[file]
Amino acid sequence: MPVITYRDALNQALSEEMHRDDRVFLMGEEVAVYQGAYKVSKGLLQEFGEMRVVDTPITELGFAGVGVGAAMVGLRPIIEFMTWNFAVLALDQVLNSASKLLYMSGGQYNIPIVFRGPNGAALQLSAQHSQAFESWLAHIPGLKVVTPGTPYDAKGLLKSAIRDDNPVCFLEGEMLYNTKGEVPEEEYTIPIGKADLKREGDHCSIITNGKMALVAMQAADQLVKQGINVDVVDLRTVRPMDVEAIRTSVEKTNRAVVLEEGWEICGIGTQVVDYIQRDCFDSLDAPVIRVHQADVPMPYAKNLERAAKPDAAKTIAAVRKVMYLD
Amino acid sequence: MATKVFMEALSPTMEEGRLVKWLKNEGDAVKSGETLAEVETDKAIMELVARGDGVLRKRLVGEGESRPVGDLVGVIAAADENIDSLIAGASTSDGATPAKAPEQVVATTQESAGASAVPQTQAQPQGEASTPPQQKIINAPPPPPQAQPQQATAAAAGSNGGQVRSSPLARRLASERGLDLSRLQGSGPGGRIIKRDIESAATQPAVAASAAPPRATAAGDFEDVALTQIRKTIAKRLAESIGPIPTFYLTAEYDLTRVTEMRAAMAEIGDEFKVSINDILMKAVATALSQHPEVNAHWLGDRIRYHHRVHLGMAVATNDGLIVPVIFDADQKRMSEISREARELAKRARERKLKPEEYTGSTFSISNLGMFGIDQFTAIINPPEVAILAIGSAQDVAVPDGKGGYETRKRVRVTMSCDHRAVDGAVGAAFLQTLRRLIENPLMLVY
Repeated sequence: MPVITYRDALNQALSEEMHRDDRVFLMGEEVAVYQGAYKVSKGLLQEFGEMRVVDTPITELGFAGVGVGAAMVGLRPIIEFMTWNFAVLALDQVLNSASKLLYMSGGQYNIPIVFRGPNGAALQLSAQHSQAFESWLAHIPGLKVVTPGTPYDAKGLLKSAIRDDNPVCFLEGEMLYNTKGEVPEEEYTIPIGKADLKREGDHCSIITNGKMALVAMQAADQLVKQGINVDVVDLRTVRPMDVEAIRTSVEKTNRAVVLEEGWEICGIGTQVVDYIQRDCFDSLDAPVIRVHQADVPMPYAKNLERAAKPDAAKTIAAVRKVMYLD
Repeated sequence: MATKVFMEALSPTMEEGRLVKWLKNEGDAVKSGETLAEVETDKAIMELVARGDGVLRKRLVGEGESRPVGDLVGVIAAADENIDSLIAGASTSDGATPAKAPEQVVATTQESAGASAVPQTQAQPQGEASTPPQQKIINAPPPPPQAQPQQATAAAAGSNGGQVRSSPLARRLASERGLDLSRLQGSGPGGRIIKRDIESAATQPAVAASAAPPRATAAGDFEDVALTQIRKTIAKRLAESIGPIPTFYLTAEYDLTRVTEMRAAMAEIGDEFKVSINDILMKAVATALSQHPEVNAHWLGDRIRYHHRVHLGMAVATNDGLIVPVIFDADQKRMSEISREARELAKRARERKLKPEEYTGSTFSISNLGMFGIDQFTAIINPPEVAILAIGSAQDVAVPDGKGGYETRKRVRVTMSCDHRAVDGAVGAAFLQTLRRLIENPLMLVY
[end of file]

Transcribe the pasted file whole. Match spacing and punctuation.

Amino acid sequence: MPVITYRDALNQALSEEMHRDDRVFLMGEEVAVYQGAYKVSKGLLQEFGEMRVVDTPITELGFAGVGVGAAMVGLRPIIEFMTWNFAVLALDQVLNSASKLLYMSGGQYNIPIVFRGPNGAALQLSAQHSQAFESWLAHIPGLKVVTPGTPYDAKGLLKSAIRDDNPVCFLEGEMLYNTKGEVPEEEYTIPIGKADLKREGDHCSIITNGKMALVAMQAADQLVKQGINVDVVDLRTVRPMDVEAIRTSVEKTNRAVVLEEGWEICGIGTQVVDYIQRDCFDSLDAPVIRVHQADVPMPYAKNLERAAKPDAAKTIAAVRKVMYLD
Amino acid sequence: MATKVFMEALSPTMEEGRLVKWLKNEGDAVKSGETLAEVETDKAIMELVARGDGVLRKRLVGEGESRPVGDLVGVIAAADENIDSLIAGASTSDGATPAKAPEQVVATTQESAGASAVPQTQAQPQGEASTPPQQKIINAPPPPPQAQPQQATAAAAGSNGGQVRSSPLARRLASERGLDLSRLQGSGPGGRIIKRDIESAATQPAVAASAAPPRATAAGDFEDVALTQIRKTIAKRLAESIGPIPTFYLTAEYDLTRVTEMRAAMAEIGDEFKVSINDILMKAVATALSQHPEVNAHWLGDRIRYHHRVHLGMAVATNDGLIVPVIFDADQKRMSEISREARELAKRARERKLKPEEYTGSTFSISNLGMFGIDQFTAIINPPEVAILAIGSAQDVAVPDGKGGYETRKRVRVTMSCDHRAVDGAVGAAFLQTLRRLIENPLMLVY
Repeated sequence: MPVITYRDALNQALSEEMHRDDRVFLMGEEVAVYQGAYKVSKGLLQEFGEMRVVDTPITELGFAGVGVGAAMVGLRPIIEFMTWNFAVLALDQVLNSASKLLYMSGGQYNIPIVFRGPNGAALQLSAQHSQAFESWLAHIPGLKVVTPGTPYDAKGLLKSAIRDDNPVCFLEGEMLYNTKGEVPEEEYTIPIGKADLKREGDHCSIITNGKMALVAMQAADQLVKQGINVDVVDLRTVRPMDVEAIRTSVEKTNRAVVLEEGWEICGIGTQVVDYIQRDCFDSLDAPVIRVHQADVPMPYAKNLERAAKPDAAKTIAAVRKVMYLD
Repeated sequence: MATKVFMEALSPTMEEGRLVKWLKNEGDAVKSGETLAEVETDKAIMELVARGDGVLRKRLVGEGESRPVGDLVGVIAAADENIDSLIAGASTSDGATPAKAPEQVVATTQESAGASAVPQTQAQPQGEASTPPQQKIINAPPPPPQAQPQQATAAAAGSNGGQVRSSPLARRLASERGLDLSRLQGSGPGGRIIKRDIESAATQPAVAASAAPPRATAAGDFEDVALTQIRKTIAKRLAESIGPIPTFYLTAEYDLTRVTEMRAAMAEIGDEFKVSINDILMKAVATALSQHPEVNAHWLGDRIRYHHRVHLGMAVATNDGLIVPVIFDADQKRMSEISREARELAKRARERKLKPEEYTGSTFSISNLGMFGIDQFTAIINPPEVAILAIGSAQDVAVPDGKGGYETRKRVRVTMSCDHRAVDGAVGAAFLQTLRRLIENPLMLVY